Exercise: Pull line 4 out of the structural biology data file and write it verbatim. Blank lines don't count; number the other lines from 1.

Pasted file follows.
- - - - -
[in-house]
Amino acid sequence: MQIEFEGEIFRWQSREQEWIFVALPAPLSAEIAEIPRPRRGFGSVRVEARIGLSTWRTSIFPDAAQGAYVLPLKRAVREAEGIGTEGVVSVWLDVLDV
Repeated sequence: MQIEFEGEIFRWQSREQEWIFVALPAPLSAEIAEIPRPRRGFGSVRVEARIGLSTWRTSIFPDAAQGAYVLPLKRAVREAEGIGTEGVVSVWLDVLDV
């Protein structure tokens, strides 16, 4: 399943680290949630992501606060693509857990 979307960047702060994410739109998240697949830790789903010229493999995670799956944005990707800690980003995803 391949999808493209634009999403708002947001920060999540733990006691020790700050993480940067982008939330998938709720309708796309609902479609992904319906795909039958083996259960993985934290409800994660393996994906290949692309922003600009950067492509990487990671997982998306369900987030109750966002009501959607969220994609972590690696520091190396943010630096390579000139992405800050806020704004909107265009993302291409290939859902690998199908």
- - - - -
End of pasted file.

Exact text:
């Protein structure tokens, strides 16, 4: 399943680290949630992501606060693509857990 979307960047702060994410739109998240697949830790789903010229493999995670799956944005990707800690980003995803 391949999808493209634009999403708002947001920060999540733990006691020790700050993480940067982008939330998938709720309708796309609902479609992904319906795909039958083996259960993985934290409800994660393996994906290949692309922003600009950067492509990487990671997982998306369900987030109750966002009501959607969220994609972590690696520091190396943010630096390579000139992405800050806020704004909107265009993302291409290939859902690998199908």